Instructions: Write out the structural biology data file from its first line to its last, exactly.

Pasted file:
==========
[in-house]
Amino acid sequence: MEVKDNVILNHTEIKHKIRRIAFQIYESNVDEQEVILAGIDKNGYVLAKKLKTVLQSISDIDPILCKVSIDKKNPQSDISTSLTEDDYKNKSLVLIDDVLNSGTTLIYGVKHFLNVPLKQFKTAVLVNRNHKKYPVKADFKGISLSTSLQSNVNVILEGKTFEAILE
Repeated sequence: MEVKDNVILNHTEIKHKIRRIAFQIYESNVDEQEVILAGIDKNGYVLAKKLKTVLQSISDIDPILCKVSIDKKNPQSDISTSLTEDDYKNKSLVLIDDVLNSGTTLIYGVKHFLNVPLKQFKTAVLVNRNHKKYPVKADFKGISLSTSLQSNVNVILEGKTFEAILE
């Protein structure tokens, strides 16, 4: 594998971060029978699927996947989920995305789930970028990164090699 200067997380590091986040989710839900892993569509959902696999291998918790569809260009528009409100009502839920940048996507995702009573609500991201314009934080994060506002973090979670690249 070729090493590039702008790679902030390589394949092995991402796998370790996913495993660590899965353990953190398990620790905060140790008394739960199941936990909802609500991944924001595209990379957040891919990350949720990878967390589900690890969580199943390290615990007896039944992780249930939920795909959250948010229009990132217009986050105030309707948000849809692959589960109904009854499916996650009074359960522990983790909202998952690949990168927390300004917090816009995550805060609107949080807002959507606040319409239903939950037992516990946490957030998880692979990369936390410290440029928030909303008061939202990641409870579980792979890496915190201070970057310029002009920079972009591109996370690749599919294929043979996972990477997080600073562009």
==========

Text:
[in-house]
Amino acid sequence: MEVKDNVILNHTEIKHKIRRIAFQIYESNVDEQEVILAGIDKNGYVLAKKLKTVLQSISDIDPILCKVSIDKKNPQSDISTSLTEDDYKNKSLVLIDDVLNSGTTLIYGVKHFLNVPLKQFKTAVLVNRNHKKYPVKADFKGISLSTSLQSNVNVILEGKTFEAILE
Repeated sequence: MEVKDNVILNHTEIKHKIRRIAFQIYESNVDEQEVILAGIDKNGYVLAKKLKTVLQSISDIDPILCKVSIDKKNPQSDISTSLTEDDYKNKSLVLIDDVLNSGTTLIYGVKHFLNVPLKQFKTAVLVNRNHKKYPVKADFKGISLSTSLQSNVNVILEGKTFEAILE
């Protein structure tokens, strides 16, 4: 594998971060029978699927996947989920995305789930970028990164090699 200067997380590091986040989710839900892993569509959902696999291998918790569809260009528009409100009502839920940048996507995702009573609500991201314009934080994060506002973090979670690249 070729090493590039702008790679902030390589394949092995991402796998370790996913495993660590899965353990953190398990620790905060140790008394739960199941936990909802609500991944924001595209990379957040891919990350949720990878967390589900690890969580199943390290615990007896039944992780249930939920795909959250948010229009990132217009986050105030309707948000849809692959589960109904009854499916996650009074359960522990983790909202998952690949990168927390300004917090816009995550805060609107949080807002959507606040319409239903939950037992516990946490957030998880692979990369936390410290440029928030909303008061939202990641409870579980792979890496915190201070970057310029002009920079972009591109996370690749599919294929043979996972990477997080600073562009």